An Interesting Monetary Detail In The Aftermath Of The London Bombings

Wednesday, July 13, 2005

The Cunning Realist has a very interesting post on liquidity operations by the Federal Reserve in the 48 hours prior to the London bombings. According to his post temporary liquidity hit a multi-year high on July 5 while securities lending saw a huge spike on June 30. Have a look at this chart and then follow this link for his highly recommendable article.


The Cunning Realist goes on to ask,
"why the need for all that easy money all of a sudden? The Fed doesn't take this sort of action for no reason, particularly when the price of oil is already at an all-time high. It does so in response to circumstances it predicts will create a need for liquidity, or when it specifically wants to support the stock market as it did after 9/11.
The terrorist attacks in London took place on Thursday. The Fed dramatically increased the pool of liquidity available for stocks to a multi-year high 48 hours before that---an ideal amount of time for that liquidity to filter into the market---and kept it elevated for the next few days. And indeed, it worked. The stock market saw heavy buying right at the opening bell on Thursday and has shot straight up since then.
Why did the Fed do this? Was it just another coincidence in our financial markets that somehow managed to immediately precede a major geopolitical event?
One person can give us some answers easily and quickly: Alan Greenspan. Doesn't it behoove him to do so before he rides off into the sunset a few months from now?"
There is a point to his questions.
UPDATE I: Indymedia UK reported last Saturday that a 1,000-strong London underground bombing exercise took place at the same time and places as the real attack. Excerpts from Indymedia:
A consultancy agency with government and police connections was running an exercise for an unnamed company that revolved around the London Underground being bombed at the exact same times and locations as happened in real life on the morning of July 7.
On a BBC Radio 5 interview that aired on the evening of the 7th, the host interviewed Peter Power, Managing Director of Visor Consultants, which bills itself as a "crisis management" advice company. Peter Power was a former Scotland Yard official, working at one time with the Anti Terrorist Branch.
The transcript is as follows.
POWER: At half past nine this morning we were actually running an exercise for a company of over a thousand people in London based on simultaneous bombs going off precisely at the railway stations where it happened this morning, so I still have the hairs on the back of my neck standing up right now.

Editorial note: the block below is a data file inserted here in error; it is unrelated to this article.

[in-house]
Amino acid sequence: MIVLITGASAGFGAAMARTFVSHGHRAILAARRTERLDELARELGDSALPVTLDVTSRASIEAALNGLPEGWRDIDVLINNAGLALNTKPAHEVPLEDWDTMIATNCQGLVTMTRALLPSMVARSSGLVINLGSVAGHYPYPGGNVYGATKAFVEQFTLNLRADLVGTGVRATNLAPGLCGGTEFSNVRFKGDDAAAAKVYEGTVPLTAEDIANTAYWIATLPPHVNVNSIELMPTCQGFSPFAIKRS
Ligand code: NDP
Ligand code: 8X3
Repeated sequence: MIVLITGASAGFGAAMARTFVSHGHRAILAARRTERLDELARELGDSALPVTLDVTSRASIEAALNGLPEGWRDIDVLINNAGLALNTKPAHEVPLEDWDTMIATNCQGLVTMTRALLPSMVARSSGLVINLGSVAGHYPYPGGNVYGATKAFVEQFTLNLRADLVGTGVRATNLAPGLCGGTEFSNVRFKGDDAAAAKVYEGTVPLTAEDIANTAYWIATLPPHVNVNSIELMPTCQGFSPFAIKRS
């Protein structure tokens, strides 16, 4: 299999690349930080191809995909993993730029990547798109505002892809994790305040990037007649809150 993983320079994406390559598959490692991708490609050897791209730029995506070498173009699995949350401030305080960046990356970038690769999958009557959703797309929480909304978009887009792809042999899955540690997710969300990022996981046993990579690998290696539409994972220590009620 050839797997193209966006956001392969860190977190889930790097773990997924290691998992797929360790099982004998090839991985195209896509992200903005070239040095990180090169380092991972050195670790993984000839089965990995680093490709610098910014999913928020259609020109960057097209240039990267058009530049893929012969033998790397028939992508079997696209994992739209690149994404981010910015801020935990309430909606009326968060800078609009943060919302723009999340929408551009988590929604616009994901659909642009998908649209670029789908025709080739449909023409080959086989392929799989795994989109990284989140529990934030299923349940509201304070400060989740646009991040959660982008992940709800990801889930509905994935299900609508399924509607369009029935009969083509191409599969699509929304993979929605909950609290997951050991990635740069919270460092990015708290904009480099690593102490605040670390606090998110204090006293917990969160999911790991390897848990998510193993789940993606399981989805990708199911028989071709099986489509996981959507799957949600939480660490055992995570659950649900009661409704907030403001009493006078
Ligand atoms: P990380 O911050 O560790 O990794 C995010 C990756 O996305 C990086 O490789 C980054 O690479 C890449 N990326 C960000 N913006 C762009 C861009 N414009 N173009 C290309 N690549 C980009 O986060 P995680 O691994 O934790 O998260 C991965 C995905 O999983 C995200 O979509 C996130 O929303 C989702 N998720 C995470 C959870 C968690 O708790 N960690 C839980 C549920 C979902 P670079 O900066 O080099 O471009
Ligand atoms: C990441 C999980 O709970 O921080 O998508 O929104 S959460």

HOST: To get this quite straight, you were running an exercise to see how you would cope with this and it happened while you were running the exercise?
POWER: Precisely, and it was about half past nine this morning, we planned this for a company and for obvious reasons I don't want to reveal their name but they're listening and they'll know it. And we had a room full of crisis managers for the first time they'd met and so within five minutes we made a pretty rapid decision that this is the real one and so we went through the correct drills of activating crisis management procedures to jump from slow time to quick time thinking and so on.
Am I wrong to remember that there were terrorist exercises on 9/11 in NYC?
UPDATE II: The Cunning Realist has posted a further clarification in his comments, ruling out a seasonal effect in the liquidity surge:
Before writing the post, I looked at data from the same time of year for several previous years. The only year that saw anything remotely similar to this year was 2004---and even then, the rise in the liquidity pool was not as sharp as this year when it increased by 60% in one day. Second, the far gentler rises in previous years---if they have occurred at all---have dissipated after the 4th of July. The massive increase this year took place after the 4th. Third, and perhaps most importantly, oil was trading in the 60's this year when the Fed took this action---thus it was far riskier for the Fed to print all that money now as opposed to years past, when its monetary policy was not constrained by the price of oil or other commodities.


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